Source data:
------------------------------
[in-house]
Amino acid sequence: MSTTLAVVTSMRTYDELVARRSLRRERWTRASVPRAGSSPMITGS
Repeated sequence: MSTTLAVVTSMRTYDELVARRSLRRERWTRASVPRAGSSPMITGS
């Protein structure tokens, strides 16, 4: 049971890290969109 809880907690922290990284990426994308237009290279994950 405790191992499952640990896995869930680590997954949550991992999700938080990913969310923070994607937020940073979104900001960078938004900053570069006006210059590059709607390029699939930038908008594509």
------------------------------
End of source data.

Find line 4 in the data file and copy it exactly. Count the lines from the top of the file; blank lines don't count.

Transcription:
């Protein structure tokens, strides 16, 4: 049971890290969109 809880907690922290990284990426994308237009290279994950 405790191992499952640990896995869930680590997954949550991992999700938080990913969310923070994607937020940073979104900001960078938004900053570069006006210059590059709607390029699939930038908008594509």